Tag Archives: silicone base thinner

Why Airbrush Make-Up

11 Jun

A few weeks ago, I was given the pleasure of being a resource person for beauty & wellness at a multi-national company. It was 4 hours of info over load for them & sheer joy for me :) So what is the connection between that beauty talk & this post of mine? To put it simply, I was bombarded with questions about airbrush make-up & we didn’t have much time for Q&A (I hope those ladies are reading this) so here  I am blogging about the unknown it, here.

For those of you who totally have no idea what it is, it’s a kind of make-up that is applied using an air gun & compressor instead of your usual make-up brush. Kind of like what cake decorators use when adding depth &  shading to the fondant or the decoration in the cake. Now, don’t think that you can use the same materials & equipment for cake decorating with airbrush make-up. It may be the same concept,  but totally different processes. Airbrush make-up involves the face — a human one —  so you have to be extremely careful. A sponge cake, dear friends, won’t mind if you’re blasting away it’s chocolate frosting with air.

Below is a baker airbrushing the “log cake”

And here I am airbrushing clients on their wedding days.

I’m in my zone.

In Airbrushing, the product passes through a needle, then sprayed onto the surface  as minute dots by means of compressed air. What makes airbrush makeup different from airbrushing a cake is the PSI used. PSI stands for pounds per square inch. In english… PSI is the pressure of air that comes out of the air gun. A human face can only take about 3-8 psi. A cake, can take a whole lot!

Now I don’t want to go all scientific, but there really is so much more to airbrush makeup than what  conventional/traditional makeup has to offer. Whenever I have a client bride, I always wish they’d request for recommend airbrush. Top four reasons would be: 1. It has a flawless finish. Flawless, meaning you can not see any brush strokes, creases, blotchy patches in the skin. All eyes will be on the bride, so her make-up has to be flawless & perfect! 2. It lasts longer with very minimal touch ups. Weddings can go as long as 18 hours, even more, no kidding. 3. It’s very light weight & does not feel heavy at all. Airbrush makeup is silicone based, & so it still has a silky feel on the skin. It should not feel oily. 4. Last but not the least, it’s quicker to apply. So artists no longer stress about the wedding coordinator nagging asking them to double time.

Remember, this is all possible IF there is PROPER APPLICATION. Sad because I’ve read & seen some artists “faking” airbrush make-up. A friend of mine even experienced discomfort on her wedding day. She thought it was “normal,” but I guess ignorance is bliss. Airbrush makeup is not supposed to be painful or prickly on the face guys. if applied properly & correctly, it should just feel like your face is being massaged gently by air. You’re not supposed to feel like you’re drowning in wind. Also, to those readers who are just about to get married, keep in mind that airbrush make-up should NOT ONLY be done during foundation,  but also on contouring, eyeshadow, & blush application. Don’t worry, manual blending can & may still be used, just make sure, you get your money’s worth.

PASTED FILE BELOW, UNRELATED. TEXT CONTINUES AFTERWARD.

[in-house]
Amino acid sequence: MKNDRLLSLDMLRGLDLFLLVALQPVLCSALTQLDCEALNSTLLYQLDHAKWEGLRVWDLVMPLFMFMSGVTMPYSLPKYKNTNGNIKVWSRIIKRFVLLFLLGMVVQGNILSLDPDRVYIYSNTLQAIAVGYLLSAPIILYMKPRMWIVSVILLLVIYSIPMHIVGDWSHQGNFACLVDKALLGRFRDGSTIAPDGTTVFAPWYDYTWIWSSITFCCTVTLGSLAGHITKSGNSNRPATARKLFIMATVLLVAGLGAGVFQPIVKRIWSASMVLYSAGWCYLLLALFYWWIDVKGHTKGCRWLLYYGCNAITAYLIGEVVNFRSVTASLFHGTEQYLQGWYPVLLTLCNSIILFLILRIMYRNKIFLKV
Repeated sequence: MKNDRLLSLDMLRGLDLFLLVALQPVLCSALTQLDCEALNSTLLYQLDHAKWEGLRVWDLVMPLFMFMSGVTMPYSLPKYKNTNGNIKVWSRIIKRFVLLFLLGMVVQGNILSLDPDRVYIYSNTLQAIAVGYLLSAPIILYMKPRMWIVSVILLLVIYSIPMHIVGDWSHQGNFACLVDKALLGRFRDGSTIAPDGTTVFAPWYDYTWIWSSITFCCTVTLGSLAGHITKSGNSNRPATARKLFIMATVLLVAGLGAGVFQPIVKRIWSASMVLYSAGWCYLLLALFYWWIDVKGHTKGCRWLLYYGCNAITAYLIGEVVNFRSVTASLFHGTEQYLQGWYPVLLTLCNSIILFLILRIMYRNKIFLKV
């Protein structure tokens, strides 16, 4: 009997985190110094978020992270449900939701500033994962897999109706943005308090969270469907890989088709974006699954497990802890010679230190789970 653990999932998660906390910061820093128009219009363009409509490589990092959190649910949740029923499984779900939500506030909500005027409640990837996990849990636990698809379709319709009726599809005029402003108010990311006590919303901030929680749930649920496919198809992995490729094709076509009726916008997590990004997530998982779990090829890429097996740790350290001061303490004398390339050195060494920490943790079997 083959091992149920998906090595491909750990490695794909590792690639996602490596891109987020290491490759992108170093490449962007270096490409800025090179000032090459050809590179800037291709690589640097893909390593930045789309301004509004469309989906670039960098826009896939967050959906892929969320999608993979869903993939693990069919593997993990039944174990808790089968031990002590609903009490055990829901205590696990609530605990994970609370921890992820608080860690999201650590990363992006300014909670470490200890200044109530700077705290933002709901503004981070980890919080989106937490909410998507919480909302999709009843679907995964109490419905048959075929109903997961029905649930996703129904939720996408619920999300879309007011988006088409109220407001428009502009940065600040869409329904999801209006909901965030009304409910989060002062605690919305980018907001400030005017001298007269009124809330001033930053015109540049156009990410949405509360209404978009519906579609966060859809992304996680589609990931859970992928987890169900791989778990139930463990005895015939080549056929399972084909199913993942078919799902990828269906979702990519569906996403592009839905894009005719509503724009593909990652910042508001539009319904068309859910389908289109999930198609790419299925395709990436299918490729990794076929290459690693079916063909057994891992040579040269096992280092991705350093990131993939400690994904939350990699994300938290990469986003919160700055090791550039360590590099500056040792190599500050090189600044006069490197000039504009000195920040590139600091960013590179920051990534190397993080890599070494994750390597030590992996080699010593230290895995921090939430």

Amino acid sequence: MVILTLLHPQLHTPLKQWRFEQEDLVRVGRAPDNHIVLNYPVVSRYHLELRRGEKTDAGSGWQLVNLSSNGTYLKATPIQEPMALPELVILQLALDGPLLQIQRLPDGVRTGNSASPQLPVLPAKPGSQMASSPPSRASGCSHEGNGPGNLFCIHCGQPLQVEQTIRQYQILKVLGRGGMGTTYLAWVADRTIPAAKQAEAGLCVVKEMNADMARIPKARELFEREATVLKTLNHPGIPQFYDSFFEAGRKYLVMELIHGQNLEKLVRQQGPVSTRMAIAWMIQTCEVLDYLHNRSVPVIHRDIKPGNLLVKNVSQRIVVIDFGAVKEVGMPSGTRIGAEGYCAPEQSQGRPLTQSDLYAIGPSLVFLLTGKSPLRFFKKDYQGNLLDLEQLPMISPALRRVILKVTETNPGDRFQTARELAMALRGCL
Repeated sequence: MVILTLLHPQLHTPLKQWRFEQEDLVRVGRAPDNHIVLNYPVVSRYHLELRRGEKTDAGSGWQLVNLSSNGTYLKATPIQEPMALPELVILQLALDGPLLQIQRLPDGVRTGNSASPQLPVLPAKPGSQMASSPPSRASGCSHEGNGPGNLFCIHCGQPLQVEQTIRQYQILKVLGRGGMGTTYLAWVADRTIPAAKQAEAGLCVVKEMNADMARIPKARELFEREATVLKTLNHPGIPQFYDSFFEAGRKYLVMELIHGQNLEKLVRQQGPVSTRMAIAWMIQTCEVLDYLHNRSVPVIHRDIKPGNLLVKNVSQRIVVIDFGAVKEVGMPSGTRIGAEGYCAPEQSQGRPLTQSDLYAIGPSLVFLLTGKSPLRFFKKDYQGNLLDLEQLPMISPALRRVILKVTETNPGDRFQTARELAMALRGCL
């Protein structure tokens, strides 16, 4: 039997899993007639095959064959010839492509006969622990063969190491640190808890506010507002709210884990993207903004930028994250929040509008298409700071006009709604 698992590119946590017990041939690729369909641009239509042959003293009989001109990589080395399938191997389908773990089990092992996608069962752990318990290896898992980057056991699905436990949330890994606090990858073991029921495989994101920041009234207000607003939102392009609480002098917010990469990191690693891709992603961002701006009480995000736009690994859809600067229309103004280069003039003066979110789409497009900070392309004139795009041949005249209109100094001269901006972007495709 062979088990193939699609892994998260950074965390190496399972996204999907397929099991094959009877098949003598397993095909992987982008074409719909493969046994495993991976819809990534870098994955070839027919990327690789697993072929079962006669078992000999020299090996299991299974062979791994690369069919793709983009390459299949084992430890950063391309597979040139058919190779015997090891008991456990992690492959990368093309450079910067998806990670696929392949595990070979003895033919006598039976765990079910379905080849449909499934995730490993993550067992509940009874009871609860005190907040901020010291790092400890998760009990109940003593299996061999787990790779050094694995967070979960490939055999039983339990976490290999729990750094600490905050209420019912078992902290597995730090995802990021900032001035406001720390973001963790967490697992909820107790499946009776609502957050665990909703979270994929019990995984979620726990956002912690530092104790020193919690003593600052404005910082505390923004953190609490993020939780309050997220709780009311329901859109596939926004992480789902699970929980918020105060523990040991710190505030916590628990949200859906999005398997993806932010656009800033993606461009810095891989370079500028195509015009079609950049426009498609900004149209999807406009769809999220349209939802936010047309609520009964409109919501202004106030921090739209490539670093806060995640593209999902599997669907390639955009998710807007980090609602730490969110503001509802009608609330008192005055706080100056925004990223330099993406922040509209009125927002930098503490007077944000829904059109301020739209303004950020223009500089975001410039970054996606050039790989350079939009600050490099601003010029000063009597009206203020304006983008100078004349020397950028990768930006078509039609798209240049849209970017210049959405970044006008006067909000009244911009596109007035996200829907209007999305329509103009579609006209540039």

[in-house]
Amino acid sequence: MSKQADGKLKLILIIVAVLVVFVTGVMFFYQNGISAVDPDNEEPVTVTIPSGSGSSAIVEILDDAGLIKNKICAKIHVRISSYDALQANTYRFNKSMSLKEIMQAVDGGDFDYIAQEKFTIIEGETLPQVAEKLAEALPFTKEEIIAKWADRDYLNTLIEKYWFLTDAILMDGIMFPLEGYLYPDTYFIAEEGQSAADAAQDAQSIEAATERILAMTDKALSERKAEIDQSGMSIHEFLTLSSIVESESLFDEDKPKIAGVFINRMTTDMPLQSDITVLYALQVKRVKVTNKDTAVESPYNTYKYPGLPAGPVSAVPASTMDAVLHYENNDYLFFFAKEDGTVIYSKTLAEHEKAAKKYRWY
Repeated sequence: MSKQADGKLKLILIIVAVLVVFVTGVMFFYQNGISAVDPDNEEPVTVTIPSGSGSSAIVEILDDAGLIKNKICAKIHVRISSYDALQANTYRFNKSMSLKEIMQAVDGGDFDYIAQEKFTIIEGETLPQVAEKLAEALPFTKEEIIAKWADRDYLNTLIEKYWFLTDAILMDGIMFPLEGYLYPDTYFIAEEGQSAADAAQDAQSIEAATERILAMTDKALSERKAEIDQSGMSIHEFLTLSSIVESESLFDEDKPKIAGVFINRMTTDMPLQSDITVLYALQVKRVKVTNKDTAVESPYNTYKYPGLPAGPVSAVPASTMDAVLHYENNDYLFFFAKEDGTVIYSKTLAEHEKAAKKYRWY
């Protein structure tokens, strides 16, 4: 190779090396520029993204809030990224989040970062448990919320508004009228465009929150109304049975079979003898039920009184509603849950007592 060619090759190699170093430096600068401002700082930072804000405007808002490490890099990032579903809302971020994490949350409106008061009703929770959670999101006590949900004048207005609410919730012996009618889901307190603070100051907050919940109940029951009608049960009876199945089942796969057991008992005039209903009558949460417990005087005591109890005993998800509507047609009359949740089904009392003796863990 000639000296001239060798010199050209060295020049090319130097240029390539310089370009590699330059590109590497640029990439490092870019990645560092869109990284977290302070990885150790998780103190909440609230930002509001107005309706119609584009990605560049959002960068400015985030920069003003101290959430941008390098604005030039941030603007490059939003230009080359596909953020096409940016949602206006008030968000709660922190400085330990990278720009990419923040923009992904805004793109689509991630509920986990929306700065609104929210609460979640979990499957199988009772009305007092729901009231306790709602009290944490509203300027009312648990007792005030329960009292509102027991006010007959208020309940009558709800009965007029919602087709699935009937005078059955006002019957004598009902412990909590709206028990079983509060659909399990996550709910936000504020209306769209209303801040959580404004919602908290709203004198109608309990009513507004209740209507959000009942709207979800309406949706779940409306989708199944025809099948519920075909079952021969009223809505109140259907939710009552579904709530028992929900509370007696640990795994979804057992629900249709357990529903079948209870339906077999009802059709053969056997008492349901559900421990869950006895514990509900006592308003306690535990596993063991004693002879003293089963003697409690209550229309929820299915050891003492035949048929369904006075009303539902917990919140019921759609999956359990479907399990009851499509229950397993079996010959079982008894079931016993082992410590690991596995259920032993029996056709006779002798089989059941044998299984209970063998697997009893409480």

The only things I don’t airbrush are: Lipstick, eyeliner & eyebrows. There are eyebrow stencils available out there, but based on experience, they look un-natural. I’d rather manipulate the brows with my ever dependable make-up forever eyebrow corrector :)

Here are some of my clients with airbrush make-up on.

Roselle

Julisse

Angelica

Katarina

woops! forgot her name! sorry!

Eleanor

Jen

Jaqueline

Lars

Kirja

vanessa

Of course something this “perfect” comes with a price. It is much more expensive than traditional makeup because the materials used (make-up & equipment) doesn’t come cheap. Also, the artist should have some proper form of training to understand & learn how to apply airbrush make-up. You can not master & acquire the skill by watching you tube people. You will learn more when you practice it. I studied airbrush at the London Film Academy back in 2009, & yet I can not say I am an expert already. I’ve been working on people’s faces for a while now & yet, I learn something new every time. It’s not just about aiming your air gun at the proper facial feature. It’s also about knowing product formulation, which thinner goes with what. Should I use silicone, water or alcohol? Is the client a good candidate for airbrush? Should I use my .6mm or .2mm nozzle? Will a top loader or side fed gun work better? Is the consistency of my liquid thin enough to go through my needle. All of these should be considered by the artist & it can get overwhelming sometimes you’d wish you just had stuck to your make-up brushes.

Airbrush makeup is probably one of man’s best inventions & if I knew about it back when I was a bride, I would’ve gone for it. Yes, it’s pricier than your usual make-up artist fee (around P3,000-8,000 a head) but when you get to experience it & see the outcome, you’ll never want to let a brush touch your face again :)

P.S. I teach one on one airbrush classes. Feel free to e-mail me at kathrynjillablaza@yahoo.com

or sms me at + 63 920  9155023

Happy Independence Day in a few minutes everyone! :)

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